WASHINGTON — Ask almost any Senate Republican and they’ll tell you they love Tim Scott. They just aren’t ready to endorse him for president.

As the popular South Carolina Republican prepares to become the first, and likely only, Republican senator to launch a 2024 presidential bid, Scott is heaped with praise by Senate colleagues as «fantastic,» «top notch» and «interesting,» all while cautiously tiptoeing around the question of whether they will support his candidacy.

“He is extraordinarily bright, knowledgeable and inspiring,” said Senator Susan Collins, a Maine Republican, who worked with Scott on the Committee on Aging. “I think Tim is among the strongest candidates. He would also put Nikki Haley, potentially Glenn Youngkin and Chris Christie in that category. I think we are lucky to have a lot of good people. … I’m not endorsing anyone at this time; I think it’s too soon. But I’m a big Tim Scott fan.»

“I’m a big fan of Tim. He is a good friend of mine,” added Sen. Ted Cruz, R-Texas, runner-up to Donald Trump in the 2016 presidential primary. “I will stay out of the race and trust the voters to decide and make the choice. And I look forward to enthusiastically supporting the Republican nominee in 2024.»

Scott endorsed and campaigned with Sen. Marco Rubio, R-Fla., during the crowded 2016 presidential primary. Asked if he would return the favor in 2024, Rubio, another «big fan,» demurred.

Well we’ll see. I can endorse in the presidential race. I’m not even close to making that decision,» Rubio said, noting that two of the leading candidates, Donald Trump and Ron DeSantis, are from his home state. “I have two people with residence in my state applying. They’ve both done a good job at the jobs they’ve had, so we’ll get to that bridge at some point.»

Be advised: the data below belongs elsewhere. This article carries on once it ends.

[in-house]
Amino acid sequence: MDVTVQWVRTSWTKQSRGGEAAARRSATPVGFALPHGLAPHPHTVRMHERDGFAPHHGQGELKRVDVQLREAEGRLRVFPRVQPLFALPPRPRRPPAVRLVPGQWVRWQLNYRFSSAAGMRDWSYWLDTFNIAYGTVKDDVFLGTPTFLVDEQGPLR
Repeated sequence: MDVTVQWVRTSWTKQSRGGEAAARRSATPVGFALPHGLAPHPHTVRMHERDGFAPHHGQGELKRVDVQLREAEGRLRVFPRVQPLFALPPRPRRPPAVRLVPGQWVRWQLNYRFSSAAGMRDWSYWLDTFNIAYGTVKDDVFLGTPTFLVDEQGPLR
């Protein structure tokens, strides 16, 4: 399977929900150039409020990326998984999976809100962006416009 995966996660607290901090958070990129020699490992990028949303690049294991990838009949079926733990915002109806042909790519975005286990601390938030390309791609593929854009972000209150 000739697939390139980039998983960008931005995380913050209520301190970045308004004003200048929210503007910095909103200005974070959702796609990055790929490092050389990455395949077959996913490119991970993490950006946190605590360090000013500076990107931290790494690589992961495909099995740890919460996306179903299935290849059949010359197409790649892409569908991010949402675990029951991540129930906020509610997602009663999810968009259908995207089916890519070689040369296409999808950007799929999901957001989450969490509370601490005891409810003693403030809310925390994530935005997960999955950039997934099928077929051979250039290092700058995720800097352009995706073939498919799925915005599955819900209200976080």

Even colleagues outside of his party are talking about Scott. At a recent private fundraiser in Los Angeles, a donor asked Arizona Sen. Kyrsten Sinema, the Democrat-turned-independent, to weigh in on the 2024 race.

“The country deserves better than a rematch between Biden and Trump,” Sinema responded, according to two sources who attended the dinner at the home of Jean-Marc Chapus, co-founder of Crescent Capital Group.

Sinema went on to tell guests that Scott was «a great Republican presidential candidate because he is a man of integrity and honor,» the sources said, adding that Scott represents what the GOP hasn’t had in a presidential candidate since before arrival. of Trump. on stage.

However, his comments did not endorse Scott, the sources said. A Sinema spokesman had no comment.

He approached his officer campaign launch, Scott, 57, responded with one word: «Soon.» The senator recently said that he will make an «important announcement» in North Charleston, South Carolina, on May 22, weeks after announcing an exploratory run for president.

Sen. John Boozman, Republican of Arkansas, who was endorsed by Trump in his 2022 re-election bid, is staying out of the primary. He called Scott «an important candidate» and a «person of integrity,» but said right now he’s focused on «how we can get a farm bill passed.» In addition, there is another «capable» person in the race, Arkansas Gov. Asa Hutchinson, Boozman said.